The last two years have definitely been about the art of carefully reflecting or, with reckless abandon, going deep into my past and trying to uncover the reasons why I recorded this or wrote that. That's been my life in constructing the book and overseeing the remastering of the catalog. It's been a very unusual way to go about my day-to-day business as a musician because most of the time I'm always pushing forward. I don't reflect back, and I'm looking to put myself in a new creative position and try something different. But instead I had to continually work on what I did in the past, which is pretty unusual. The most life-changing part of the process was that reflection, the constant reflection. When I got through with it, I finally realized I was finished and could really walk through that new door that's ahead of me. It was pretty liberating once it was done, but it was pretty heavy while I was going through it.

Your friendship with Steve Vai goes back to your teen years. You taught him as well as Metallica's Kirk Hammett, Testament's Alex Skolnick, and other well-known guitarists. Have you followed your old students to see what they're doing? Do you think that they have taken your lessons to heart?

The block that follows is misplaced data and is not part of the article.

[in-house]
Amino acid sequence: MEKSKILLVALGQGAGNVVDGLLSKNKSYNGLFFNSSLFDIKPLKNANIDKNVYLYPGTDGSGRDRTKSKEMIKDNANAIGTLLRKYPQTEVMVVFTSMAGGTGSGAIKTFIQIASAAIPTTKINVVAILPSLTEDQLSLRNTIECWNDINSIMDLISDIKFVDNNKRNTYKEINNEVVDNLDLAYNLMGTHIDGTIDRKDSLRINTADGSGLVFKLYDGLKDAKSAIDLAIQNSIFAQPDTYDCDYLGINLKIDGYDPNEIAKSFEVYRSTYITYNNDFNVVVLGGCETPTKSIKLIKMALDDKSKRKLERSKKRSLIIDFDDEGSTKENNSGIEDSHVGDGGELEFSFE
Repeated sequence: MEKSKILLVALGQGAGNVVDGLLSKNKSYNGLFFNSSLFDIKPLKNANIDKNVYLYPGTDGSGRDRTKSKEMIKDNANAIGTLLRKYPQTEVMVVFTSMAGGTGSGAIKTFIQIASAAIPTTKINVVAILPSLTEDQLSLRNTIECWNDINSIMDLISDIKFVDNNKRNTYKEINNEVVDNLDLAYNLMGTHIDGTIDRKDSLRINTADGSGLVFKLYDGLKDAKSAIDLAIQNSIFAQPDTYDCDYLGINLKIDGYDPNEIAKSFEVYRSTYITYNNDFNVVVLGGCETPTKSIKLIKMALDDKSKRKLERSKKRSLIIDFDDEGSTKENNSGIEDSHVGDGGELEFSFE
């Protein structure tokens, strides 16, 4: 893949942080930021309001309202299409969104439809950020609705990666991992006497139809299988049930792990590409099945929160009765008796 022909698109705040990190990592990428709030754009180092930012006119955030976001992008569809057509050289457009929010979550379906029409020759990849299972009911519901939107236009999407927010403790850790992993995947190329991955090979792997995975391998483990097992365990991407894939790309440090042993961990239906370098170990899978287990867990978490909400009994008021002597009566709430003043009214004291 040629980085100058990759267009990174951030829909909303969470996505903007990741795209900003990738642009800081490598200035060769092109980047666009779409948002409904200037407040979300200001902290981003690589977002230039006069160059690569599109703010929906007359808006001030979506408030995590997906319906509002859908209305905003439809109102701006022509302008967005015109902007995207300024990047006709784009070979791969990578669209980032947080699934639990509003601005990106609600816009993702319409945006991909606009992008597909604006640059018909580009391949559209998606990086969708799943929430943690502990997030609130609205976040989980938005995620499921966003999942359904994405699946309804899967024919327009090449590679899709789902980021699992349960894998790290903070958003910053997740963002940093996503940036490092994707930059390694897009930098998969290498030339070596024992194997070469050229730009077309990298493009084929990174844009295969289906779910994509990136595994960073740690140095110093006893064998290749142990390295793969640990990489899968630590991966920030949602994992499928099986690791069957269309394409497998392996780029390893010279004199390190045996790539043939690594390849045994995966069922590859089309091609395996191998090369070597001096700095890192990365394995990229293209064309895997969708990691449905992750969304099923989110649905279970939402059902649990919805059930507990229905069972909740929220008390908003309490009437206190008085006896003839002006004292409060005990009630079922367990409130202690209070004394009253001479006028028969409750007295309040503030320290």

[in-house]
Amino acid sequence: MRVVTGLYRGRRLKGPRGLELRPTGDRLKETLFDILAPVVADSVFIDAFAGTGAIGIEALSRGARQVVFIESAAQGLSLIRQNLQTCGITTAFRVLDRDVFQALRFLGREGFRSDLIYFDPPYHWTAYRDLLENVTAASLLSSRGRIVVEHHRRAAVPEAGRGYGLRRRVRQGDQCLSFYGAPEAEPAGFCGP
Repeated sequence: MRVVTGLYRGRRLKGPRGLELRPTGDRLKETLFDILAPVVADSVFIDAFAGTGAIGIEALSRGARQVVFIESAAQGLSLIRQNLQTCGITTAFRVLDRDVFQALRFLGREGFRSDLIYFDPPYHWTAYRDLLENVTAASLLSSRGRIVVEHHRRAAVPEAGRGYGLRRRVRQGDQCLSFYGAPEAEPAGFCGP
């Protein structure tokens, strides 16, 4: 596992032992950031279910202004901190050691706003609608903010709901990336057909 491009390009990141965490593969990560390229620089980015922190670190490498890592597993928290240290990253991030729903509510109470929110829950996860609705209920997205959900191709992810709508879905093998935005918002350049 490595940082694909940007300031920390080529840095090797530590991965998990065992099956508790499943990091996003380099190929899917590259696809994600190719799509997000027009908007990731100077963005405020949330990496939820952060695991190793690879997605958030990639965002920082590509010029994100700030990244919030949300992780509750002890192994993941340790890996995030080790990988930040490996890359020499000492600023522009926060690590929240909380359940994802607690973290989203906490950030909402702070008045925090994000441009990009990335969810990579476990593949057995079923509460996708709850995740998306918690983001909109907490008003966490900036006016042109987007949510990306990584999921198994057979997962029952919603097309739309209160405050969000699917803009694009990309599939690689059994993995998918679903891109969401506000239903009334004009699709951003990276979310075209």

When I hear Charlie Hunter or Alex or Kirk playing in their different bands, I have flashes of what they were like when they were 17 or 18 years old. I knew Charlie when he was 8 or 10. I flash back to those memories of when I saw the personalities just beginning to come out on their instruments and can recognize that today, so I have a special perspective on it. I don't really hear my lessons or [say], "That's my lick" or "I taught them that." They are all good enough musicians where they understood the key point of the lesson, which was, "I'm going to show you something, now you go and do something with it that represents you, something that you've reshaped into the sound that you need for this particular song or band."

Some of the guys started one way and turned into something else. Charlie Hunter is a good example of a young kid who was into rockabilly [and] not into metal like the rest of his high school friends, then he turned into this jazz monster. Kirk was in Exodus at the time and very quickly got the gig playing with Metallica when Dave Mustaine was asked to leave. That was an extremely exciting time. He was still a pretty young player, so he had so much work that he had to do and so much stuff he had to figure out. Although I don't think they knew it, they were on the cutting edge of creating a new style of music. A lot of people don't know it, but it was hard for them to get respect and to get gigs around town, but I knew it was the next big wave because all of my students loved that kind of music. It was a very interesting time to be in my teaching chair and watch kids Kirk's age and younger creating a new style of music that was going to take over the world. It was very exciting.